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A Challenge

I have a challenge for everyone who was crying out for impeachment, for arrests, for "Carl Rove being frog-marched in handcuffs" over the exposure of Valerie Plame, wife of Ambassador Joseph Wilson, as a CIA analyst.

I challenge you to show one-tenth of that passion about the exposure of Mohammed Naeem Noor Khan, the turned Al Qaeda operative. This was the first EVER high-level penetration we've ever made of the people who killed thousands on 9/11, blew up two of our embassies in Africa, nearly sank one of our warships, bombed the World Trade Center in 1993, and have killed hundreds of Americans in Iraq and Afghanistan.

Come on, people. Let's talk about hauling New York Times reporters before judges. They have literally "given aid and comfort to the enemy in time of war." I want to see whoever leaked Khan's name frog-marched to face charges of high treason. The exposure of Khan did a hell of a lot more damage than that of Plame.



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Comments (6)

And yet, if you read Al-Reu... (Below threshold)

And yet, if you read Al-Reuters, you get a story titled: Unmasking of Qaeda Mole a U.S. Security Blunder-Experts

Which of course blames Bush, NOT the New York Times, for blowing the cover of the "mole." Now, to be honest, this guy was not a "mole," because a mole is one of your own agents infiltrated into the enemy's camp. The captured Al Qaeda guy (hereafter MNNK) was NOT one of our guys. He was cooperating under duress, probably EXTREME duress, since the Pakistanis don't have silly things like Miranda Rights and squeamishness about torture. But it was only a matter of time until his buddies found out that he had been captured. MNNK had the shelf life of a loaf of bread. It seems likely that he would have taken the first opportunity to tip off his Al Qaeda contacts that he had been captured. I don't really see this as a big deal. We got the bad guy, we got his computer and all of the information it held, and we'll squeeze him like a lemon for as long as he's useful.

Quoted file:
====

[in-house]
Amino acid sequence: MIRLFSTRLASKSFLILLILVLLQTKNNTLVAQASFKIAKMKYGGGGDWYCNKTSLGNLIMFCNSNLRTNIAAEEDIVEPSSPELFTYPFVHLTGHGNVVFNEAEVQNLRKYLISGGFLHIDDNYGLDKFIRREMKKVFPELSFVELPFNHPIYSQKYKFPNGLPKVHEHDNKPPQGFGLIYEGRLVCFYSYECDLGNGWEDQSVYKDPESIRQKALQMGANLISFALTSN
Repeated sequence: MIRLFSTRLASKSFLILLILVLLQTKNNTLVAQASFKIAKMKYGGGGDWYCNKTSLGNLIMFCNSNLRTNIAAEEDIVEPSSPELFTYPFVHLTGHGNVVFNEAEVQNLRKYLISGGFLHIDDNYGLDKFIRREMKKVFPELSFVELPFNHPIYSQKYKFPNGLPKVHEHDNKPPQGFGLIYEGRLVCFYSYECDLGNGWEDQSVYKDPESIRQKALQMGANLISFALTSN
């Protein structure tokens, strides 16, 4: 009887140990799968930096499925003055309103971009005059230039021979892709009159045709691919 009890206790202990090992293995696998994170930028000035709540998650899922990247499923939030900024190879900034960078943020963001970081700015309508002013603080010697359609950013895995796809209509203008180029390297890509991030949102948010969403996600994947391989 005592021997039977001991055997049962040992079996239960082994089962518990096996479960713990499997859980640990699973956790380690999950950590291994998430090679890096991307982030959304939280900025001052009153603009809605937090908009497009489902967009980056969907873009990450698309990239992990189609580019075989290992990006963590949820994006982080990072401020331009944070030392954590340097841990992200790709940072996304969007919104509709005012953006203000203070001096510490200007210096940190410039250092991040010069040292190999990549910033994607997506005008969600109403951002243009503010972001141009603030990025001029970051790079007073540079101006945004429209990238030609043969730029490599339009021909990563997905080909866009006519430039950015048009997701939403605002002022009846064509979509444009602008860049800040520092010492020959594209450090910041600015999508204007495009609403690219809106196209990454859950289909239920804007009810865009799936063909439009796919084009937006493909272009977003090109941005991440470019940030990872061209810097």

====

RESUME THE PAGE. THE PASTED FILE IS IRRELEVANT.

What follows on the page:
I don't know much about in... (Below threshold)

I don't know much about international high level terrorism, I do know about informants on a local level. Barcodeking is right, the shelf life of an informant is short.
Enterprises such as AlQ compartmentalise information, just as do successful criminal enterprises. When we turn one of their members we get information and act on it. Act on the first piece of info, the survivors wonder what happened, act on the second piece, they start thinking 'informant'. We act on the third piece they start putting together who had access, by the fourth piece they've pretty much figured it out. Then it's a race, act on what's left before the warnings arrive.
Once an informant is used up or blown, or suspected of being blown, there is one more thing the agencies can use him for, disruption. Announce that we have him as an informant and everyone that's ever dealt with him, even at second or third hand, has to use his escape plan. Whatever operations being planned are disrupted as every AlQ asshole dives in a hole and pulls it in after him.
I've seen it work on a local level, there's no reason it won't work on the international level.
Watch. There should be someone at high level vowing, with red face and bulging veins, to find the leaker. If nothing happens within a month or three, it was a planned leak. It's a show, rehearsed a thousand times. It always works because the bad guys have to take informants very seriously.
Just like, while playing defense, we have to be right every time, they only have to be right once, a show like this puts THEM on defense.

The thing is that for all w... (Below threshold)

The thing is that for all we know he was useless when he was outed, vague protests from "security experts" notwithstanding. While it's hard to give the Times a pass, just maybe they were pawns in a bigger game we know nothing about.

You are right JT. But Rove ... (Below threshold)

You are right JT. But Rove could have had something to do with this one too.

You're absolutely right - t... (Below threshold)

You're absolutely right - this deserves more scrutiny.

Any bets that this was ALSO done by the Bush administration? Looks like they are to blame for both.

As much as I'd like to puch... (Below threshold)

As much as I'd like to puch the Gray Lady while she wheezes on the ground I can't help bu think this is a non-story hyped up to make the weekend interesting. We have the laptops... game over. They (the bad guys) already know.

This is like putting out a two day old camp fire. Lots of smoke and a waste of water.






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